You’ve been shopping around for a life insurance policy but are feeling overwhelmed by the amount of information you need to take in to make your decision. Perhaps you came across cash value life insurance and are wondering what this type of policy entails. Just like any other form of life insurance, whether it be term life insurance or another, there are pros and cons to every policy. What might work well for one individual won’t for another and so it’s important to understand what exactly it is that you can expect from each specific type. Here, we will describe the ins and outs of cash value life insurance and explain some of the benefits and drawbacks.

When you purchase a policy with a cash value, you can expect that your beneficiaries will be paid a death benefit upon your death, as well as a cash value. What’s a cash value, you ask? With this type of policy, a portion of the premiums you pay will go to cover the death benefit and the other portion will be invested in order to build a ‘cash value’ for the policy. For many people, the reason they choose this type of policy is that they can use the cash value as a tax sheltered investment. You can use this cash value as a source of money from which you can borrow if needed, or as a way to pay for your insurance premiums later in life. Unlike term life insurance which only covers a person for the term that they chose, cash value insurance policies provide permanent coverage and come in the form of universal, variable or whole life insurance.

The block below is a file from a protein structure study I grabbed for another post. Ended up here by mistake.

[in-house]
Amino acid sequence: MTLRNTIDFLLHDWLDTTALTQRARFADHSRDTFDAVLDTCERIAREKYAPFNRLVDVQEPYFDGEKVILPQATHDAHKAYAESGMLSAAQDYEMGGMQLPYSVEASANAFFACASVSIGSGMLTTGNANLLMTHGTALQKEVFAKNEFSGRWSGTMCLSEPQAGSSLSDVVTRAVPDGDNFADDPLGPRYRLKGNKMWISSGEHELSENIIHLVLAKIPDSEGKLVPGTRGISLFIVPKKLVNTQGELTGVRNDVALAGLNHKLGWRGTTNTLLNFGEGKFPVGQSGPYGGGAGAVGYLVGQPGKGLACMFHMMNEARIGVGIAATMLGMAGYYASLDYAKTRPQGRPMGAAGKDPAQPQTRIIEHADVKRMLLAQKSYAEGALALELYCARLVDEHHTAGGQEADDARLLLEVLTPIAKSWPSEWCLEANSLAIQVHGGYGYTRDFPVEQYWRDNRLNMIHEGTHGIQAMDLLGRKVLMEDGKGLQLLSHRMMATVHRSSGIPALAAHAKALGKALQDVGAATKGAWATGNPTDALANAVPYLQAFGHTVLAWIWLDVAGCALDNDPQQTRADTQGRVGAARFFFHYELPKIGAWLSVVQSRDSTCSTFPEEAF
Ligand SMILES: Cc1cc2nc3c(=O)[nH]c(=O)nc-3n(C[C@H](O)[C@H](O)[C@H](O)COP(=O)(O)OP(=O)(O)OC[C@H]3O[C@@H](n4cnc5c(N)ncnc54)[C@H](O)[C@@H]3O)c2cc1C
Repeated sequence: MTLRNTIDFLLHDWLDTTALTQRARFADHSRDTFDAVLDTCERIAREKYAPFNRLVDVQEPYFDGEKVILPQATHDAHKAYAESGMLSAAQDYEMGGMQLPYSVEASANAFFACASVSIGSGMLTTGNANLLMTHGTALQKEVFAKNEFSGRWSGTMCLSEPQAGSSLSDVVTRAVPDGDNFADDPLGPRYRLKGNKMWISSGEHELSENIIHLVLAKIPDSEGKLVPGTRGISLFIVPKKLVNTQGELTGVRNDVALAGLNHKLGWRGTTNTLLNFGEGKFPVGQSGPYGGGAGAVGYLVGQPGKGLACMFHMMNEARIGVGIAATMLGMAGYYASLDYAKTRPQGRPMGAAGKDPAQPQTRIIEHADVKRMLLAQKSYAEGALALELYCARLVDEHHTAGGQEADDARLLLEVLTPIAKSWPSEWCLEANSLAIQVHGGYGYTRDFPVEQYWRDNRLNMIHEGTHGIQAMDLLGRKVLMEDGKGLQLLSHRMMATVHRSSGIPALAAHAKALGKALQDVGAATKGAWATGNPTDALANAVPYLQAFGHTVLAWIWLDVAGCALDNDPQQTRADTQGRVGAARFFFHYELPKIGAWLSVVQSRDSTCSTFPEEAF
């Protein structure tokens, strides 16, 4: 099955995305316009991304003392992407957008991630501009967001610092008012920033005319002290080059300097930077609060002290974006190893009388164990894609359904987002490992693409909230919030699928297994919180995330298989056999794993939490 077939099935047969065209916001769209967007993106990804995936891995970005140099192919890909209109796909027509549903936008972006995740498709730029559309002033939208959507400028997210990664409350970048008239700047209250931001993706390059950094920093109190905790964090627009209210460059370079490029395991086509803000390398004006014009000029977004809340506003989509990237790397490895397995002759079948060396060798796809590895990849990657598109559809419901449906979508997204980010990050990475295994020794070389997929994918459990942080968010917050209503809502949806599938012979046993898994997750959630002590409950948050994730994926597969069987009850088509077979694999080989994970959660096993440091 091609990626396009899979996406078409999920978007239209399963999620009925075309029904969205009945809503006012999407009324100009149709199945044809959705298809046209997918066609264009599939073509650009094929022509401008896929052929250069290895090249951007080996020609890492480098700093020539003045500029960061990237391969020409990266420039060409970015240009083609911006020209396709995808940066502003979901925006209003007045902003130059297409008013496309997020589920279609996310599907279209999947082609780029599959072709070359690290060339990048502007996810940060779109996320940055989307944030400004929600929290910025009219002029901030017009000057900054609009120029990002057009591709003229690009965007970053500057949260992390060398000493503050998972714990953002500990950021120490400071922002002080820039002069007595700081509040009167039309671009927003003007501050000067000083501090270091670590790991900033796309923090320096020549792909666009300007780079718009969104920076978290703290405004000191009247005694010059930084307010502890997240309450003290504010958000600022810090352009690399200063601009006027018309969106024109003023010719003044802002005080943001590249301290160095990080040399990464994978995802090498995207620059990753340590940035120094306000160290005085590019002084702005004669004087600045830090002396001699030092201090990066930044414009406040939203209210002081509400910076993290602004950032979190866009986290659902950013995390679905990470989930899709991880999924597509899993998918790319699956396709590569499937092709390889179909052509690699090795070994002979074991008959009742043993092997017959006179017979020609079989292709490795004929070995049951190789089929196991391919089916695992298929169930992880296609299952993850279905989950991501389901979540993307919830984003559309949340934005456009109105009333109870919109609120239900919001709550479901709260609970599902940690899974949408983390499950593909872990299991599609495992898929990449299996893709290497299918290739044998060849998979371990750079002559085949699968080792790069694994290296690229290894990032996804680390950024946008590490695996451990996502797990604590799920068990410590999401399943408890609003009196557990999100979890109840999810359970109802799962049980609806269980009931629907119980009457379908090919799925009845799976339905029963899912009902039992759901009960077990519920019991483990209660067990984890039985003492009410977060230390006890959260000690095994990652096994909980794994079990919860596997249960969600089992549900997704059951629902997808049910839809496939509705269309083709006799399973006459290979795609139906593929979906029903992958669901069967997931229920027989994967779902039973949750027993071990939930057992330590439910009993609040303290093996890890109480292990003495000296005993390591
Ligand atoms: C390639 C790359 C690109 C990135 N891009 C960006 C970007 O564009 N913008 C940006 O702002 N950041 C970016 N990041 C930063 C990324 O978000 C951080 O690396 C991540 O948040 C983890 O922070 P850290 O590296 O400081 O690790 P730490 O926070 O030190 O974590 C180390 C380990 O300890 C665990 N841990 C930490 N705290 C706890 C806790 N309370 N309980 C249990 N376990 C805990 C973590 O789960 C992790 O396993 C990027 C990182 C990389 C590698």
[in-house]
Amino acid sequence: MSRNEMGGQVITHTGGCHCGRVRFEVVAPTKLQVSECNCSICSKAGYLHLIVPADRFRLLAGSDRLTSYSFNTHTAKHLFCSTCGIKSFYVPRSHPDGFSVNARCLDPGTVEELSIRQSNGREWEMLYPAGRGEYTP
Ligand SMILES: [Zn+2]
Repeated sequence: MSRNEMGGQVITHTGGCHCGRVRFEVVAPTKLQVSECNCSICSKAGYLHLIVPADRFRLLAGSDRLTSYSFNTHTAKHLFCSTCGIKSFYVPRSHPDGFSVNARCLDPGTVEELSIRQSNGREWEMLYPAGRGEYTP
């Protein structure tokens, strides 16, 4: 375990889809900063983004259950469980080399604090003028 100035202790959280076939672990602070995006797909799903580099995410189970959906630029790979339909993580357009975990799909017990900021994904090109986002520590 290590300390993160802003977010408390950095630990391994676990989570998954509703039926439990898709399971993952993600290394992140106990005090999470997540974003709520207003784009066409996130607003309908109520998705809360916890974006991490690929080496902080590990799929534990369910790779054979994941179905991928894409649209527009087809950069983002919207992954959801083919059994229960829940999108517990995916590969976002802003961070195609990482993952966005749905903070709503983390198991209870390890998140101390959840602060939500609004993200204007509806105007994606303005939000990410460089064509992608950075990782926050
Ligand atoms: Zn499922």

Sounds good, doesn’t it? There are many upsides to this type of policy but, just like any type of life insurance, there are some downsides as well. For instance, the insurance holder does not have any control over the investments that are made with the cash value, and so some will argue that an individual could make more money if they were to invest the money themselves. One other drawback for this type of life insurance is that it’s more expensive than term life policies. You’re not only paying to receive insurance coverage for the duration of your life, but you’re also paying to have the cash value.

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